Time passes quickly and without warning in “The Man Who Fell to Earth.” Roeg and screenwriter Paul Mayersberg elide entire years sometimes during a single scene, with the supporting cast drifting into (not always convincing) old age makeup within the space of an edit. The movie is almost entirely unconcerned with telling you exactly what’s happening, especially when Newton’s rescue mission is sabotaged and the alien incarcerated by a nefarious executive (Bernie Casey) from a rival corporation that might be a front for the government, but does it even matter?

No, not really. Despite the sci-fi trappings, this is a movie more concerned with alienation than aliens — the sad story of a beautiful, otherworldly creature who becomes quite depressingly worldly indeed. Newton’s noble ambitions are slowly sapped away in a drunken stupor, as he lounges around watching 12 televisions at a time, occasionally working up an urge for some unpleasant sex with the wife. Tevis claimed in interviews that he wrote the novel, in part, as a way of confronting his own alcoholism, and it’s worth pondering how late in the film, when Newton finally pulls it together to break out of his prison, he discovers there wasn’t even a lock on the door.

Roeg’s prismatic cutting style — in which roving zooms are abruptly interrupted with discontinuous insert shorts — may wear a great big date stamp reading “1970s,” but he was also really onto something with regard to the persistence of memory. Much of “The Man Who Fell to Earth” unfurls in fleeting glimpses and overlapping sound bites, with Roeg shooting sex scenes (and boy howdy, did this director love his sex scenes) in explicit, impressionistic flashes the way one recalls an erotic encounter after the fact. You don’t watch the movie so much as it imprints itself upon you.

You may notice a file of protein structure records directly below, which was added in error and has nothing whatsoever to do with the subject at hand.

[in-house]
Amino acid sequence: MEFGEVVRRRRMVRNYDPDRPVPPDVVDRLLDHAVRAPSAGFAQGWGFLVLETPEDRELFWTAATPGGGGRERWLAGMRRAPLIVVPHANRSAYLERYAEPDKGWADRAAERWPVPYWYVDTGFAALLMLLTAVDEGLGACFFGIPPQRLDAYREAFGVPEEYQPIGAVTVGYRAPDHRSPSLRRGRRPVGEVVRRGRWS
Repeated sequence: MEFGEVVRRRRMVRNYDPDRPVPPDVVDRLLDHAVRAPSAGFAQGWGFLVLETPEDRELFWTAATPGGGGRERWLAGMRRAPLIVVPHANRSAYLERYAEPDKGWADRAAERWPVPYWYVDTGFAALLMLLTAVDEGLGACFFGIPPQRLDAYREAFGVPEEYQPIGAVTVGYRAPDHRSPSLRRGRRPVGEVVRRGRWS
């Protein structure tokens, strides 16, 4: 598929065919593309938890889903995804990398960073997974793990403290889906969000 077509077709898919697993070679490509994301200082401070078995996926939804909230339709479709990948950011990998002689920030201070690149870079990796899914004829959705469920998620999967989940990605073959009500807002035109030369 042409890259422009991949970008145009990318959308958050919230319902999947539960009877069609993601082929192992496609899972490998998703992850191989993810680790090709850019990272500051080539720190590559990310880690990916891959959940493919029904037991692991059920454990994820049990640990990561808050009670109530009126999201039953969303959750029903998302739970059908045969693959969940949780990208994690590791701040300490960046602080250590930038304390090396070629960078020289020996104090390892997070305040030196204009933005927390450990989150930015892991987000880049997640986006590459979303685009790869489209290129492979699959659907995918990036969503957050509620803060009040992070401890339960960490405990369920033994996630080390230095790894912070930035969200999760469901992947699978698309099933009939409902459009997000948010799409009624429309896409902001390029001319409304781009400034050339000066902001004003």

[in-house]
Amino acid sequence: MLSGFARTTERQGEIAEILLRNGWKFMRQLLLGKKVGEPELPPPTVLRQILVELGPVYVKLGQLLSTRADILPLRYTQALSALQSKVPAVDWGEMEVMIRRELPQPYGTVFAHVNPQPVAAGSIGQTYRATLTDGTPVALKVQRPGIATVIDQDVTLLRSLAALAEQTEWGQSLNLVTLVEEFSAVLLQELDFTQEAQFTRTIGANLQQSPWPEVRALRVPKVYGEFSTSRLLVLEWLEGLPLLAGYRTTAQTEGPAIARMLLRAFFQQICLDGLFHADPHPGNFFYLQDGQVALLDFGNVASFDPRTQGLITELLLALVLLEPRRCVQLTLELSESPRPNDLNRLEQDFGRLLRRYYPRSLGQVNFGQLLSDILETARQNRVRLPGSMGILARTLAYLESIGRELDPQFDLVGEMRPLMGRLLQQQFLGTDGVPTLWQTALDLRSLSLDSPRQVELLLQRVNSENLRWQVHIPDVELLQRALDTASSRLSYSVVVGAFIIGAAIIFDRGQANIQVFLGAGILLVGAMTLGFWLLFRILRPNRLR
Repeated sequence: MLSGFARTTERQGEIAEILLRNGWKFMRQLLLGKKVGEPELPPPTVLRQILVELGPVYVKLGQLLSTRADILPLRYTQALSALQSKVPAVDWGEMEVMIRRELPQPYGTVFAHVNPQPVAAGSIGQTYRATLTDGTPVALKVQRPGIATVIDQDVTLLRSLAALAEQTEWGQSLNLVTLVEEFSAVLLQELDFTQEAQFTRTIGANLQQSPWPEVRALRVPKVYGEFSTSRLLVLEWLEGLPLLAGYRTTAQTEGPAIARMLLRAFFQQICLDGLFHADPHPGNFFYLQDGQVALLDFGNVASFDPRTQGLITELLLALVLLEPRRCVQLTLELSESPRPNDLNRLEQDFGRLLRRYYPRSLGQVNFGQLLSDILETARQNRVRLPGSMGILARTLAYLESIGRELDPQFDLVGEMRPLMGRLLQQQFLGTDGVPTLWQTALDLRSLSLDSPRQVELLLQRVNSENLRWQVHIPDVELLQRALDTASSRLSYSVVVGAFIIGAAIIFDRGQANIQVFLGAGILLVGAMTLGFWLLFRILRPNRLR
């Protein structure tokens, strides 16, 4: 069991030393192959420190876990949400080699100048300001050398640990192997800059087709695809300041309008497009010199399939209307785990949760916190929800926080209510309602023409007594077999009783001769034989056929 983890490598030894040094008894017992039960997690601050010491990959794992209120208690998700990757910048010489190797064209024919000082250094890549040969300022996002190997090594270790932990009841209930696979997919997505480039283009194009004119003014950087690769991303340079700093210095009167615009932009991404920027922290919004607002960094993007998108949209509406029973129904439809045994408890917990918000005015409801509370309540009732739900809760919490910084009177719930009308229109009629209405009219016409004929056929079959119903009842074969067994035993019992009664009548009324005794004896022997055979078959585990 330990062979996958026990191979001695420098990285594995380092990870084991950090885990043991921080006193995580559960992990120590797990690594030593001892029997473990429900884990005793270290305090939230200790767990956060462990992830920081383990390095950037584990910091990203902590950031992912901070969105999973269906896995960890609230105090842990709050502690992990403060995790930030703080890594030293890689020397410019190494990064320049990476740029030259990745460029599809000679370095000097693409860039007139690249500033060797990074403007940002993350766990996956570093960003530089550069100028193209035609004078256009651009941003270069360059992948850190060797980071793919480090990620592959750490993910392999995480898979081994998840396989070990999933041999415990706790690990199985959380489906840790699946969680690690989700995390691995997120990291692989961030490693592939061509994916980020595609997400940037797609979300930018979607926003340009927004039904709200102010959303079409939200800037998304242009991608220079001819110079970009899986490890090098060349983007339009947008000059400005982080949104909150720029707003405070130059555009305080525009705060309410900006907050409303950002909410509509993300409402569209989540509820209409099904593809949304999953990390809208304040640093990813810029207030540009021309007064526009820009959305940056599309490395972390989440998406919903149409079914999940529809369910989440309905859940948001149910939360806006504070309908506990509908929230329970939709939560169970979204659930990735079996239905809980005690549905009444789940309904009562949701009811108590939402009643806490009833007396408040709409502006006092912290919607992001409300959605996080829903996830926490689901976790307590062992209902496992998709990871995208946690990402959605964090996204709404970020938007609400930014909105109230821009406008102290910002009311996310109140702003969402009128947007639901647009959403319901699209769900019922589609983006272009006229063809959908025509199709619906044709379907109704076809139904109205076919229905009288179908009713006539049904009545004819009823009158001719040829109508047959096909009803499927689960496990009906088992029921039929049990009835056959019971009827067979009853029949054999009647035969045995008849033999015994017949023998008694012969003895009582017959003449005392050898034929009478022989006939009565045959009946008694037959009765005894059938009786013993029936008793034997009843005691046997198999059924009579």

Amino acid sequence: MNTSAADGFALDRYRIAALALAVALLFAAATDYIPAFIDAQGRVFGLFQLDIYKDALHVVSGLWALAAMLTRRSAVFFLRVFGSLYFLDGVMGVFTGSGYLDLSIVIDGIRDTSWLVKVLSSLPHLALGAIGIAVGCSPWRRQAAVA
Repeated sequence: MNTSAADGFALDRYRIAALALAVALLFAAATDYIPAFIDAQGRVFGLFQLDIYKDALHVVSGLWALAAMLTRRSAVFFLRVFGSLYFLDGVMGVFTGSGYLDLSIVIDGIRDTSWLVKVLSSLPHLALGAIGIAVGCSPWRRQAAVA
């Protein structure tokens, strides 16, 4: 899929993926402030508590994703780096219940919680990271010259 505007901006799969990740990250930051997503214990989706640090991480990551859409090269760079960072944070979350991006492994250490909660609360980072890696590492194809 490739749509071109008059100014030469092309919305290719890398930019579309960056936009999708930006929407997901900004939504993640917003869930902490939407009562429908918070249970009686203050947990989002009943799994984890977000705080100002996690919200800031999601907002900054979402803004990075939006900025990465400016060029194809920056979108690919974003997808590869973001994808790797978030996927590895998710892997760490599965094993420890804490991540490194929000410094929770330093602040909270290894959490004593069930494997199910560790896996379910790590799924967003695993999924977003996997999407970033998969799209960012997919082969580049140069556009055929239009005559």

It’s often been said that were it not for his day job David Bowie would be remembered as one of film’s most fascinating character actors. He was exceptionally savvy at using his ethereal presence to play small parts as larger-than-life figures who existed off to the side of a movie’s main storyline. His Andy Warhol in “Basquiat” and Nikola Tesla in “The Prestige” seemed to be dropping by for a quick visit from far more interesting films of their own, but my all-time favorite is his put-upon Pontius Pilate in Martin Scorsese’s “The Last Temptation of Christ,” who has so many better things he’d rather be doing that day than dealing with another one of these wannabe prophets.